Glutamine is a non-essential amino acid, but during times of physical stress, it becomes essential, as the body is unable to manufacture enough. Glutamine is required in large amounts every day to maintain proper function of many organs and the immune system.
There are considerable amounts of research into the use of glutamine in sports, but with very mixed results. Glutamine is also used clinically, in the intensive care setting, to aid wound healing in burns, post surgery and sepsis patients. It is also the amino acid preferred as a source of energy for intestinal muscle cells to aid absorption of other nutrients. Its use in medicine is also controversial, with mixed reports, that it has significant benefits to critically ill patients (Lacey & Wilmore 1990; Roth, et al 1990; Heys, et al 1999).
Glutamine has other functions, including being involved in the manufacture of the powerful antioxidant glutathione (see Chapter 10), and has also been shown to increase growth hormone release (Welbourne 1995).
In bodybuilding it is used for the same reasons as in medicine, in that weight training stresses our bodies intensely. Some scientific evidence points to glutamine being of little use in sports, but anecdotal reports and other studies have shown significant benefits.
When demands for glutamine are high and there is insufficient dietary glutamine, the body cannot manufacture sufficient amounts, so it is taken from muscle stores. Therefore, not only do we have insufficient amounts for muscle growth, but glutamine is also taken from muscle. Exogenous glutamine is therefore anti -catabolic.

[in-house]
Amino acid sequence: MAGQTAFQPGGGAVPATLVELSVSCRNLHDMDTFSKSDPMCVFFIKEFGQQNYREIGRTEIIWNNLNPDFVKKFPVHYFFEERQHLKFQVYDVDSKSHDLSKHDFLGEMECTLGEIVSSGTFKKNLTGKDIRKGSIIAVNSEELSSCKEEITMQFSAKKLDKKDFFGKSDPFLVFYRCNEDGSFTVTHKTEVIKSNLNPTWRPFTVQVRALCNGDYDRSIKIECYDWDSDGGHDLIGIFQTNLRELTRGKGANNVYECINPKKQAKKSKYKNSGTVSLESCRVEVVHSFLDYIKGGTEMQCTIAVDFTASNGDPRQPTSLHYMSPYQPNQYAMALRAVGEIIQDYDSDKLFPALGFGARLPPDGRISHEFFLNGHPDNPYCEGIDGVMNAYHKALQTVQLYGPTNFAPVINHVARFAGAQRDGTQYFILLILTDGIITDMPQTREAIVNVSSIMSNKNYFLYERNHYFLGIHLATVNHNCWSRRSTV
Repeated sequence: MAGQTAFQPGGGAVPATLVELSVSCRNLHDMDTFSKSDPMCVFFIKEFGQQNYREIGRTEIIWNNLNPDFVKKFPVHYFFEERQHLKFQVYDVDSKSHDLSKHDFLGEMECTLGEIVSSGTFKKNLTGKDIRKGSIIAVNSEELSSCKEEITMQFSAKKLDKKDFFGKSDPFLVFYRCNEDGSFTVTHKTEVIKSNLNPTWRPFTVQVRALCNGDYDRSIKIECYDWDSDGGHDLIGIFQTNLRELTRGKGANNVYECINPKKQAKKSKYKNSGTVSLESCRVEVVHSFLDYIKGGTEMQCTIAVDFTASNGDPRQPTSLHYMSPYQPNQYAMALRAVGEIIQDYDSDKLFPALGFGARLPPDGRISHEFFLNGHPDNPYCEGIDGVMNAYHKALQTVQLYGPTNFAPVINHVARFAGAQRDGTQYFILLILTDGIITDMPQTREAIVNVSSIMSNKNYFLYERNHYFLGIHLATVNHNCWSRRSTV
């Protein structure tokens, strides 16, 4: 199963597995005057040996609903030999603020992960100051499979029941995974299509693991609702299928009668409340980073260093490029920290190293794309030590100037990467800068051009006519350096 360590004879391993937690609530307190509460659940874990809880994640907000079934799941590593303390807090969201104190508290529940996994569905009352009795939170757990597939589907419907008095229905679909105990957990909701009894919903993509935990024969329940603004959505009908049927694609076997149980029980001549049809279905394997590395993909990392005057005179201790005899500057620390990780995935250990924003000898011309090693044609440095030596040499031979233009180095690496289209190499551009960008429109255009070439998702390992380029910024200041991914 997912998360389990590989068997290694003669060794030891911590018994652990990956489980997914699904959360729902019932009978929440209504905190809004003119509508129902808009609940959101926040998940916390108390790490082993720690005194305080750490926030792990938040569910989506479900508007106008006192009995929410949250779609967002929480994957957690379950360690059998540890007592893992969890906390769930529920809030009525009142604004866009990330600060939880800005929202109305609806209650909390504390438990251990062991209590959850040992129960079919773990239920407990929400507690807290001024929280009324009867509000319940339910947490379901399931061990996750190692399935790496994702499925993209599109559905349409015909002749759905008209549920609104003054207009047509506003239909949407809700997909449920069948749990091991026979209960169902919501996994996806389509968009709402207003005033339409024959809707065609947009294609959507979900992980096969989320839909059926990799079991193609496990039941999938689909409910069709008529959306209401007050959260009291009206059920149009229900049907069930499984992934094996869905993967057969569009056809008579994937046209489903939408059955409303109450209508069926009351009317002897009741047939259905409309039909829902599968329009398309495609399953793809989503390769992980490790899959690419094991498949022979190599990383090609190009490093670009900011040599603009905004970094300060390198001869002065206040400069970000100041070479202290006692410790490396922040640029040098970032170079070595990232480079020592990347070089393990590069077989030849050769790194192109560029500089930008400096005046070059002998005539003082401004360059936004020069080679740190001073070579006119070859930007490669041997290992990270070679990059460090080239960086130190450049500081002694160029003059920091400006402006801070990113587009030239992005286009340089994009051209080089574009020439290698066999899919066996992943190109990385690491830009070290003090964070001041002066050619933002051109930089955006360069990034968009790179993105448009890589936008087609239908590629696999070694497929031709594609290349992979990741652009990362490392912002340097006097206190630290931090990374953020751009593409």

Also, the way in which glutamine is taken is debatable. Many quality MRPs are fortified with extra glutamine, and also some quality protein powders contain added glutamine over and above the source of the protein. It is probably best to consume a small amount of additional glutamine throughout the day. This is helped by spreading out consumption of MRPs, and by consuming some glutamine with meals. Studies have shown that 50 - 85% of supplemented glutamine is not absorbed (Phillips 1997), due to other amino acids competing for intestinal receptor uptake in absorption, so I would take one dose of one to two grams at least half an hour away from other protein sources. Take glutamine with carbohydrate, e.g. mixed in fruit juice. Glutamine has its place for the more advanced bodybuilder, in aiding recovery.
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Bodybuilding is the process of developing muscle fibers through various techniques. It is achieved through muscle conditioning, weight training, increased calorie intake, and resting your body as it repairs and heals itself, before restarting your workout routine.